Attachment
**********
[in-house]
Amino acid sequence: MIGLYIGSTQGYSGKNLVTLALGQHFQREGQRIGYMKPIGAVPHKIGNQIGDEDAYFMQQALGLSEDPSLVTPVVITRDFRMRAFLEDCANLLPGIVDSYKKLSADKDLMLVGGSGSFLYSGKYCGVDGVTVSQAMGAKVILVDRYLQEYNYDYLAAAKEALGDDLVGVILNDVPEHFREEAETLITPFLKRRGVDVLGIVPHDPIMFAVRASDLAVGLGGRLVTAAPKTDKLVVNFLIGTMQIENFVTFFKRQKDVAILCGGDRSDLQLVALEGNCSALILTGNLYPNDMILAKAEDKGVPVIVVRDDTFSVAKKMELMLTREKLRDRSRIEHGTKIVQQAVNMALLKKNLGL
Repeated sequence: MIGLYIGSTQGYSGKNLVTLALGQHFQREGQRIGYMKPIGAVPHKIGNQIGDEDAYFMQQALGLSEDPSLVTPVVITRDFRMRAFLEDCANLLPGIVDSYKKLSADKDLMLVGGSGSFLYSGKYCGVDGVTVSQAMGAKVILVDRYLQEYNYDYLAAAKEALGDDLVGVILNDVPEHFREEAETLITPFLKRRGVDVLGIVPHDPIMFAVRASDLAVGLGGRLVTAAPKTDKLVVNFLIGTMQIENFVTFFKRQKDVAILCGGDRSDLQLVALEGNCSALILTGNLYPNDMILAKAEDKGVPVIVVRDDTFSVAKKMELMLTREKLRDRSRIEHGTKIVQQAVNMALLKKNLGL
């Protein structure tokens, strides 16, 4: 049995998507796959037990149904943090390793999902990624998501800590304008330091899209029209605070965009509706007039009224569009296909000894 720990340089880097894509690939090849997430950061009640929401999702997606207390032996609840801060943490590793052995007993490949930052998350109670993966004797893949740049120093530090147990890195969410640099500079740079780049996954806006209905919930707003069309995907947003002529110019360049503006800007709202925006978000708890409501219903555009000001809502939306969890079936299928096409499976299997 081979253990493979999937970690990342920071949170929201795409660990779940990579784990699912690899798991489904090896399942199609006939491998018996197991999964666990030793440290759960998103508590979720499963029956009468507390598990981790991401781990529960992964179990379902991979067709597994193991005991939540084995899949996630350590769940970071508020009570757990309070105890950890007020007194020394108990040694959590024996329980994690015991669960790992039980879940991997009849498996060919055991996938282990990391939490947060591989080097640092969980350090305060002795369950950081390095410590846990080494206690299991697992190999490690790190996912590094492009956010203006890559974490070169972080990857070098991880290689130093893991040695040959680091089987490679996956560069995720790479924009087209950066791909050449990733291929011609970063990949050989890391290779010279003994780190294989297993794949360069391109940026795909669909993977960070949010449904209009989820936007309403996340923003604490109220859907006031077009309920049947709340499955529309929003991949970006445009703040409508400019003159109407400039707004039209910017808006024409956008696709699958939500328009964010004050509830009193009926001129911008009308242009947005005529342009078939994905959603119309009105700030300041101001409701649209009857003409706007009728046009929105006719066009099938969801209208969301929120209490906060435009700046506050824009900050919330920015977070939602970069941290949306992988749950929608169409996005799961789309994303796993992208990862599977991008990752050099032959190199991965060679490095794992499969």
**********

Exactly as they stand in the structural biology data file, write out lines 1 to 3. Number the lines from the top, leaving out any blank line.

[in-house]
Amino acid sequence: MIGLYIGSTQGYSGKNLVTLALGQHFQREGQRIGYMKPIGAVPHKIGNQIGDEDAYFMQQALGLSEDPSLVTPVVITRDFRMRAFLEDCANLLPGIVDSYKKLSADKDLMLVGGSGSFLYSGKYCGVDGVTVSQAMGAKVILVDRYLQEYNYDYLAAAKEALGDDLVGVILNDVPEHFREEAETLITPFLKRRGVDVLGIVPHDPIMFAVRASDLAVGLGGRLVTAAPKTDKLVVNFLIGTMQIENFVTFFKRQKDVAILCGGDRSDLQLVALEGNCSALILTGNLYPNDMILAKAEDKGVPVIVVRDDTFSVAKKMELMLTREKLRDRSRIEHGTKIVQQAVNMALLKKNLGL
Repeated sequence: MIGLYIGSTQGYSGKNLVTLALGQHFQREGQRIGYMKPIGAVPHKIGNQIGDEDAYFMQQALGLSEDPSLVTPVVITRDFRMRAFLEDCANLLPGIVDSYKKLSADKDLMLVGGSGSFLYSGKYCGVDGVTVSQAMGAKVILVDRYLQEYNYDYLAAAKEALGDDLVGVILNDVPEHFREEAETLITPFLKRRGVDVLGIVPHDPIMFAVRASDLAVGLGGRLVTAAPKTDKLVVNFLIGTMQIENFVTFFKRQKDVAILCGGDRSDLQLVALEGNCSALILTGNLYPNDMILAKAEDKGVPVIVVRDDTFSVAKKMELMLTREKLRDRSRIEHGTKIVQQAVNMALLKKNLGL